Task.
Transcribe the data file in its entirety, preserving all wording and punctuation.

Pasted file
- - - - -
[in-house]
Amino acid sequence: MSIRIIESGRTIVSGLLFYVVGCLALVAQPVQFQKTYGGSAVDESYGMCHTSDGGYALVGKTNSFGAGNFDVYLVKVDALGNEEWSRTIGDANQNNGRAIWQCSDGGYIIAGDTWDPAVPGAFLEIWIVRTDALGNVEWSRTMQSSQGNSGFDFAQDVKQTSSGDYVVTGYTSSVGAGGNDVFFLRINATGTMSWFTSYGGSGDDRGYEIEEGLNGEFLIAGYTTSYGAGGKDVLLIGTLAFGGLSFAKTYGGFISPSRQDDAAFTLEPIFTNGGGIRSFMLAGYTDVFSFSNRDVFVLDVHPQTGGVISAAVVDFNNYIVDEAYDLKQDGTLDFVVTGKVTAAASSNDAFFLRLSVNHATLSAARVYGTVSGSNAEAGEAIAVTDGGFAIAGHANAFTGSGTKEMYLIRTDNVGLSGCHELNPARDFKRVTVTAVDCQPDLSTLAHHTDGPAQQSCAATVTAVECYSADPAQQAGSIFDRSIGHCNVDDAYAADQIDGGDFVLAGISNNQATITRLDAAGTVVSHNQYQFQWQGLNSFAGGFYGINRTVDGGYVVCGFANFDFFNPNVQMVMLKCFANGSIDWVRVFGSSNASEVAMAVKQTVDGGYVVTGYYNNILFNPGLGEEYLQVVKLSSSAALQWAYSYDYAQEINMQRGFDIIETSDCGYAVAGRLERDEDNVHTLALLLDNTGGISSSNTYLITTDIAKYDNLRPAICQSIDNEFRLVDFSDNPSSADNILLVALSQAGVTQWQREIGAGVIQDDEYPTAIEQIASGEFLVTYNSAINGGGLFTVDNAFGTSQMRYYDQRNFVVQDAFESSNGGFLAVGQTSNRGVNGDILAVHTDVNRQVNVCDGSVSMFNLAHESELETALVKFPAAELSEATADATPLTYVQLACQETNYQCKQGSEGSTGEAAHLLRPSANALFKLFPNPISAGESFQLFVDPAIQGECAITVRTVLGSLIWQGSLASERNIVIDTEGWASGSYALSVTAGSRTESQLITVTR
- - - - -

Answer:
[in-house]
Amino acid sequence: MSIRIIESGRTIVSGLLFYVVGCLALVAQPVQFQKTYGGSAVDESYGMCHTSDGGYALVGKTNSFGAGNFDVYLVKVDALGNEEWSRTIGDANQNNGRAIWQCSDGGYIIAGDTWDPAVPGAFLEIWIVRTDALGNVEWSRTMQSSQGNSGFDFAQDVKQTSSGDYVVTGYTSSVGAGGNDVFFLRINATGTMSWFTSYGGSGDDRGYEIEEGLNGEFLIAGYTTSYGAGGKDVLLIGTLAFGGLSFAKTYGGFISPSRQDDAAFTLEPIFTNGGGIRSFMLAGYTDVFSFSNRDVFVLDVHPQTGGVISAAVVDFNNYIVDEAYDLKQDGTLDFVVTGKVTAAASSNDAFFLRLSVNHATLSAARVYGTVSGSNAEAGEAIAVTDGGFAIAGHANAFTGSGTKEMYLIRTDNVGLSGCHELNPARDFKRVTVTAVDCQPDLSTLAHHTDGPAQQSCAATVTAVECYSADPAQQAGSIFDRSIGHCNVDDAYAADQIDGGDFVLAGISNNQATITRLDAAGTVVSHNQYQFQWQGLNSFAGGFYGINRTVDGGYVVCGFANFDFFNPNVQMVMLKCFANGSIDWVRVFGSSNASEVAMAVKQTVDGGYVVTGYYNNILFNPGLGEEYLQVVKLSSSAALQWAYSYDYAQEINMQRGFDIIETSDCGYAVAGRLERDEDNVHTLALLLDNTGGISSSNTYLITTDIAKYDNLRPAICQSIDNEFRLVDFSDNPSSADNILLVALSQAGVTQWQREIGAGVIQDDEYPTAIEQIASGEFLVTYNSAINGGGLFTVDNAFGTSQMRYYDQRNFVVQDAFESSNGGFLAVGQTSNRGVNGDILAVHTDVNRQVNVCDGSVSMFNLAHESELETALVKFPAAELSEATADATPLTYVQLACQETNYQCKQGSEGSTGEAAHLLRPSANALFKLFPNPISAGESFQLFVDPAIQGECAITVRTVLGSLIWQGSLASERNIVIDTEGWASGSYALSVTAGSRTESQLITVTR